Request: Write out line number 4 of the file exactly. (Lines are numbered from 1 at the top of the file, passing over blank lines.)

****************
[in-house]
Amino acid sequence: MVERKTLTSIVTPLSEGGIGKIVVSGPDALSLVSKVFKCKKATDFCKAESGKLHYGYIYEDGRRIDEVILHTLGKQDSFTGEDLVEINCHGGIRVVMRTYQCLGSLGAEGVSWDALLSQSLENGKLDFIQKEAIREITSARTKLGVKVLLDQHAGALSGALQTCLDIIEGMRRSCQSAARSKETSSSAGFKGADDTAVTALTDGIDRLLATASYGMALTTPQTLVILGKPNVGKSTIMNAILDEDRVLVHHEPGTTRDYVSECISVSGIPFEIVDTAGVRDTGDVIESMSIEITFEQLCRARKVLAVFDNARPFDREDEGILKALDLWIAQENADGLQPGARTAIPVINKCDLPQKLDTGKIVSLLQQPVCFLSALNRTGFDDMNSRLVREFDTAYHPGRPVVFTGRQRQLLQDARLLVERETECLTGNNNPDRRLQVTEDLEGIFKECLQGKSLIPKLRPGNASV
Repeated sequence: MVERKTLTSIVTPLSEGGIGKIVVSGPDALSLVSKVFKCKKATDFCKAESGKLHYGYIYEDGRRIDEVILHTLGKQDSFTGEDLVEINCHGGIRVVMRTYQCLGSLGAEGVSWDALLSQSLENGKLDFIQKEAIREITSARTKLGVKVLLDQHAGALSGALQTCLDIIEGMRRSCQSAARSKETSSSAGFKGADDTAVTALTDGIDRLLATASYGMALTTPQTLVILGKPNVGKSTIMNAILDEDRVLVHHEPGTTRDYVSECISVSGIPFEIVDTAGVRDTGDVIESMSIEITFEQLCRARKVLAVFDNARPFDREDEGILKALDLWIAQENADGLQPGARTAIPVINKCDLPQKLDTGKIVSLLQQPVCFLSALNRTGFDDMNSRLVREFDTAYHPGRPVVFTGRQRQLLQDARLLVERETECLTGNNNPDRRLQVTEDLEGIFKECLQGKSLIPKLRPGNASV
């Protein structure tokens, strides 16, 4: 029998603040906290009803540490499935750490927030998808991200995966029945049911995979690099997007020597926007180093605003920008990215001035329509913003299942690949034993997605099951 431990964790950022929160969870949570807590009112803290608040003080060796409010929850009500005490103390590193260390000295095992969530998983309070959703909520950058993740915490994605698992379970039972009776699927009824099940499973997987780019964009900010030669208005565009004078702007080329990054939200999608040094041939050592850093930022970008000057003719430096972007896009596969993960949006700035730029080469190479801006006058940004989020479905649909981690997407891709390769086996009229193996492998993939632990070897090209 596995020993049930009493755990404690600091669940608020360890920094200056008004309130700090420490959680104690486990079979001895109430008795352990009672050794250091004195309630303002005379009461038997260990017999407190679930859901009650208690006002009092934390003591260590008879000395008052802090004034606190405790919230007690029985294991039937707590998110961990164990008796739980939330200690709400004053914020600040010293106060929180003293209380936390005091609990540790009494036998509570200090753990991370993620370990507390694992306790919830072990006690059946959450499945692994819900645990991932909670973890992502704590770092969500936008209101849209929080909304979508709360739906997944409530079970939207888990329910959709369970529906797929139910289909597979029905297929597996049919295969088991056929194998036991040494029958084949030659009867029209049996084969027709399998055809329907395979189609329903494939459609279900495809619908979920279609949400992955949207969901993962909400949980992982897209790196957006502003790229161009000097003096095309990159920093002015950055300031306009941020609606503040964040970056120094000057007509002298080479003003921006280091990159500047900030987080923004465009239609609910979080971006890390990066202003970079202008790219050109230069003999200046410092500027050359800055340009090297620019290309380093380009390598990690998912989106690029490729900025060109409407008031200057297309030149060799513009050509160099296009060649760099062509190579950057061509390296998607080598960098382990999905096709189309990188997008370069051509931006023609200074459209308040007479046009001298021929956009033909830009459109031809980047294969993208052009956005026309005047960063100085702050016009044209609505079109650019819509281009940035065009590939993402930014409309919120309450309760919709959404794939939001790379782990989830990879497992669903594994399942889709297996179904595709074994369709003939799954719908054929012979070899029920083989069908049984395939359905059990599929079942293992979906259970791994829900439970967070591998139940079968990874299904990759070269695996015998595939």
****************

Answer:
């Protein structure tokens, strides 16, 4: 029998603040906290009803540490499935750490927030998808991200995966029945049911995979690099997007020597926007180093605003920008990215001035329509913003299942690949034993997605099951 431990964790950022929160969870949570807590009112803290608040003080060796409010929850009500005490103390590193260390000295095992969530998983309070959703909520950058993740915490994605698992379970039972009776699927009824099940499973997987780019964009900010030669208005565009004078702007080329990054939200999608040094041939050592850093930022970008000057003719430096972007896009596969993960949006700035730029080469190479801006006058940004989020479905649909981690997407891709390769086996009229193996492998993939632990070897090209 596995020993049930009493755990404690600091669940608020360890920094200056008004309130700090420490959680104690486990079979001895109430008795352990009672050794250091004195309630303002005379009461038997260990017999407190679930859901009650208690006002009092934390003591260590008879000395008052802090004034606190405790919230007690029985294991039937707590998110961990164990008796739980939330200690709400004053914020600040010293106060929180003293209380936390005091609990540790009494036998509570200090753990991370993620370990507390694992306790919830072990006690059946959450499945692994819900645990991932909670973890992502704590770092969500936008209101849209929080909304979508709360739906997944409530079970939207888990329910959709369970529906797929139910289909597979029905297929597996049919295969088991056929194998036991040494029958084949030659009867029209049996084969027709399998055809329907395979189609329903494939459609279900495809619908979920279609949400992955949207969901993962909400949980992982897209790196957006502003790229161009000097003096095309990159920093002015950055300031306009941020609606503040964040970056120094000057007509002298080479003003921006280091990159500047900030987080923004465009239609609910979080971006890390990066202003970079202008790219050109230069003999200046410092500027050359800055340009090297620019290309380093380009390598990690998912989106690029490729900025060109409407008031200057297309030149060799513009050509160099296009060649760099062509190579950057061509390296998607080598960098382990999905096709189309990188997008370069051509931006023609200074459209308040007479046009001298021929956009033909830009459109031809980047294969993208052009956005026309005047960063100085702050016009044209609505079109650019819509281009940035065009590939993402930014409309919120309450309760919709959404794939939001790379782990989830990879497992669903594994399942889709297996179904595709074994369709003939799954719908054929012979070899029920083989069908049984395939359905059990599929079942293992979906259970791994829900439970967070591998139940079968990874299904990759070269695996015998595939």